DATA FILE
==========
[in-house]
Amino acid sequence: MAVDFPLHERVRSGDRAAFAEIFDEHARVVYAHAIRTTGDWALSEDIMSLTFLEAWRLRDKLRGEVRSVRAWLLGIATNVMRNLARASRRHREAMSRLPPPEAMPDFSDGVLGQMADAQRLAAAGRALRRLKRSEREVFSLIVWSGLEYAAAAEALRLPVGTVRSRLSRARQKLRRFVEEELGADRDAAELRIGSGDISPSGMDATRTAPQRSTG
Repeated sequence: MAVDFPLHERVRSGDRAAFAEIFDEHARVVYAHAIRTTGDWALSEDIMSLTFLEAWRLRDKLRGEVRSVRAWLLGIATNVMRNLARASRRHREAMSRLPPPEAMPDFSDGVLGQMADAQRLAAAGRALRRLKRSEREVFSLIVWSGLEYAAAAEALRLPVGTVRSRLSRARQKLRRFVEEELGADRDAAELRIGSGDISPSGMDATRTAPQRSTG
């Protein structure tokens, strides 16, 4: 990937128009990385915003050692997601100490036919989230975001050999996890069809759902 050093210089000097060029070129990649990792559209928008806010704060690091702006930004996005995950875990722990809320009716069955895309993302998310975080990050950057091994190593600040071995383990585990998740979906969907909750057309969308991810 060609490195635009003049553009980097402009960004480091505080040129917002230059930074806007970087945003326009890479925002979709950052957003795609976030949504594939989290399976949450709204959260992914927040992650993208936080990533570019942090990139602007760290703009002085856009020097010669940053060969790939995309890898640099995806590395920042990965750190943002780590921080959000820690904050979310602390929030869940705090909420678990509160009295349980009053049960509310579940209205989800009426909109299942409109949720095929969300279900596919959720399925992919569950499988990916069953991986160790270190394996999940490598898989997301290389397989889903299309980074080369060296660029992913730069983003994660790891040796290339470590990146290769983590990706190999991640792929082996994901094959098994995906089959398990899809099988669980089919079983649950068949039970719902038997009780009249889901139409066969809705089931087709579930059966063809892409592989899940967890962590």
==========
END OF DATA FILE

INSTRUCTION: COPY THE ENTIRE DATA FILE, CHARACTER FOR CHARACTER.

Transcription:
[in-house]
Amino acid sequence: MAVDFPLHERVRSGDRAAFAEIFDEHARVVYAHAIRTTGDWALSEDIMSLTFLEAWRLRDKLRGEVRSVRAWLLGIATNVMRNLARASRRHREAMSRLPPPEAMPDFSDGVLGQMADAQRLAAAGRALRRLKRSEREVFSLIVWSGLEYAAAAEALRLPVGTVRSRLSRARQKLRRFVEEELGADRDAAELRIGSGDISPSGMDATRTAPQRSTG
Repeated sequence: MAVDFPLHERVRSGDRAAFAEIFDEHARVVYAHAIRTTGDWALSEDIMSLTFLEAWRLRDKLRGEVRSVRAWLLGIATNVMRNLARASRRHREAMSRLPPPEAMPDFSDGVLGQMADAQRLAAAGRALRRLKRSEREVFSLIVWSGLEYAAAAEALRLPVGTVRSRLSRARQKLRRFVEEELGADRDAAELRIGSGDISPSGMDATRTAPQRSTG
């Protein structure tokens, strides 16, 4: 990937128009990385915003050692997601100490036919989230975001050999996890069809759902 050093210089000097060029070129990649990792559209928008806010704060690091702006930004996005995950875990722990809320009716069955895309993302998310975080990050950057091994190593600040071995383990585990998740979906969907909750057309969308991810 060609490195635009003049553009980097402009960004480091505080040129917002230059930074806007970087945003326009890479925002979709950052957003795609976030949504594939989290399976949450709204959260992914927040992650993208936080990533570019942090990139602007760290703009002085856009020097010669940053060969790939995309890898640099995806590395920042990965750190943002780590921080959000820690904050979310602390929030869940705090909420678990509160009295349980009053049960509310579940209205989800009426909109299942409109949720095929969300279900596919959720399925992919569950499988990916069953991986160790270190394996999940490598898989997301290389397989889903299309980074080369060296660029992913730069983003994660790891040796290339470590990146290769983590990706190999991640792929082996994901094959098994995906089959398990899809099988669980089919079983649950068949039970719902038997009780009249889901139409066969809705089931087709579930059966063809892409592989899940967890962590």